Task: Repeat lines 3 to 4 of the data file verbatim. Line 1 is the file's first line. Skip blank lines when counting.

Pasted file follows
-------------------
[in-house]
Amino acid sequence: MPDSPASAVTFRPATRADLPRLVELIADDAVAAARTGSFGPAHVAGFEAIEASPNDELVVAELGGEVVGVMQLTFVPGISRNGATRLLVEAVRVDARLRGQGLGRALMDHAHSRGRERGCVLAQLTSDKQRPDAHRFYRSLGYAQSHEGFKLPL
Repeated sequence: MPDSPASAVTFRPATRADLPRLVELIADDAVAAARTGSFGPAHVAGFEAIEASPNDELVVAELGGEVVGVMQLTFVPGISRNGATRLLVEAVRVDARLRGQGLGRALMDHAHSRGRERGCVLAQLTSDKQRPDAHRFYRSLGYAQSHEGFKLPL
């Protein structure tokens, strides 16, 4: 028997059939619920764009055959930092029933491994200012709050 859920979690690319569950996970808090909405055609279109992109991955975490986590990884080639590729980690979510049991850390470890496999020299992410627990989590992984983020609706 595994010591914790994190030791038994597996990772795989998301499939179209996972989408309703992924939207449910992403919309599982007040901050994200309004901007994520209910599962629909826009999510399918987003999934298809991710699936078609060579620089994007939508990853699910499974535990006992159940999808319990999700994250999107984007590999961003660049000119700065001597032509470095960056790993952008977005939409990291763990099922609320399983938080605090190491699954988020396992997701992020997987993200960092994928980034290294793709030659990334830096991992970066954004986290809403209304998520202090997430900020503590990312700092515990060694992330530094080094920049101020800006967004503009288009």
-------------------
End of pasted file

Repeated sequence: MPDSPASAVTFRPATRADLPRLVELIADDAVAAARTGSFGPAHVAGFEAIEASPNDELVVAELGGEVVGVMQLTFVPGISRNGATRLLVEAVRVDARLRGQGLGRALMDHAHSRGRERGCVLAQLTSDKQRPDAHRFYRSLGYAQSHEGFKLPL
């Protein structure tokens, strides 16, 4: 028997059939619920764009055959930092029933491994200012709050 859920979690690319569950996970808090909405055609279109992109991955975490986590990884080639590729980690979510049991850390470890496999020299992410627990989590992984983020609706 595994010591914790994190030791038994597996990772795989998301499939179209996972989408309703992924939207449910992403919309599982007040901050994200309004901007994520209910599962629909826009999510399918987003999934298809991710699936078609060579620089994007939508990853699910499974535990006992159940999808319990999700994250999107984007590999961003660049000119700065001597032509470095960056790993952008977005939409990291763990099922609320399983938080605090190491699954988020396992997701992020997987993200960092994928980034290294793709030659990334830096991992970066954004986290809403209304998520202090997430900020503590990312700092515990060694992330530094080094920049101020800006967004503009288009």